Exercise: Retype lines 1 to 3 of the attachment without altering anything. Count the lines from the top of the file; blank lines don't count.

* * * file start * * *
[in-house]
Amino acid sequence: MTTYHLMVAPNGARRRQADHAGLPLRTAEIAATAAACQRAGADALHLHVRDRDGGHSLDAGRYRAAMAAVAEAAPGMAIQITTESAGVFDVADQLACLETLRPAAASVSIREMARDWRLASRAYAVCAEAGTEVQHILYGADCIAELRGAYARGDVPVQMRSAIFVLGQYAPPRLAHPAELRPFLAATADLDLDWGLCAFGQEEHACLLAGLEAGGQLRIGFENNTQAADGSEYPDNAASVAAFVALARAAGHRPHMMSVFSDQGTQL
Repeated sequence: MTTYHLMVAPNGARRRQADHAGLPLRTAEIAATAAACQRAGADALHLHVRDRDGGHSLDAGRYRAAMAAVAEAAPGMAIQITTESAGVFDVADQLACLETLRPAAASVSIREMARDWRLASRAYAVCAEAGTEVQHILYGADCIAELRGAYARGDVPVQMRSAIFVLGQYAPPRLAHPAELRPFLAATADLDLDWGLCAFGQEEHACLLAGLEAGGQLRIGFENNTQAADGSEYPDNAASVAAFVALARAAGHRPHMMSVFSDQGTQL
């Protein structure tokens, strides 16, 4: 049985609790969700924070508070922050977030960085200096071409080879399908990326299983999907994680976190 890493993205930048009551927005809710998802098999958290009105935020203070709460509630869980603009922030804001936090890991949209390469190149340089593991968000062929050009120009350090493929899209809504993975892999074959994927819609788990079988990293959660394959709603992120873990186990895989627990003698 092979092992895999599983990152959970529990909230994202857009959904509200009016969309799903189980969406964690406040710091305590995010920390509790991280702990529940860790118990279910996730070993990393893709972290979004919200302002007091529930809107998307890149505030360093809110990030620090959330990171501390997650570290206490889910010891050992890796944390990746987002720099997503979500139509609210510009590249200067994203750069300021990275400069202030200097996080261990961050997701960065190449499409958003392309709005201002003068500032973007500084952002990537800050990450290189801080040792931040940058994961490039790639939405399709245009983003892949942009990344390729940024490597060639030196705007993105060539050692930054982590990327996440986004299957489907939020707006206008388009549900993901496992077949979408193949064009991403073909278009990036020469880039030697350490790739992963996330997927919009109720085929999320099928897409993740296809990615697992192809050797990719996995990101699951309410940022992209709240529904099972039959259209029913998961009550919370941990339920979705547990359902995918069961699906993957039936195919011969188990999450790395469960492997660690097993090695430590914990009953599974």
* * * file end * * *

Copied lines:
[in-house]
Amino acid sequence: MTTYHLMVAPNGARRRQADHAGLPLRTAEIAATAAACQRAGADALHLHVRDRDGGHSLDAGRYRAAMAAVAEAAPGMAIQITTESAGVFDVADQLACLETLRPAAASVSIREMARDWRLASRAYAVCAEAGTEVQHILYGADCIAELRGAYARGDVPVQMRSAIFVLGQYAPPRLAHPAELRPFLAATADLDLDWGLCAFGQEEHACLLAGLEAGGQLRIGFENNTQAADGSEYPDNAASVAAFVALARAAGHRPHMMSVFSDQGTQL
Repeated sequence: MTTYHLMVAPNGARRRQADHAGLPLRTAEIAATAAACQRAGADALHLHVRDRDGGHSLDAGRYRAAMAAVAEAAPGMAIQITTESAGVFDVADQLACLETLRPAAASVSIREMARDWRLASRAYAVCAEAGTEVQHILYGADCIAELRGAYARGDVPVQMRSAIFVLGQYAPPRLAHPAELRPFLAATADLDLDWGLCAFGQEEHACLLAGLEAGGQLRIGFENNTQAADGSEYPDNAASVAAFVALARAAGHRPHMMSVFSDQGTQL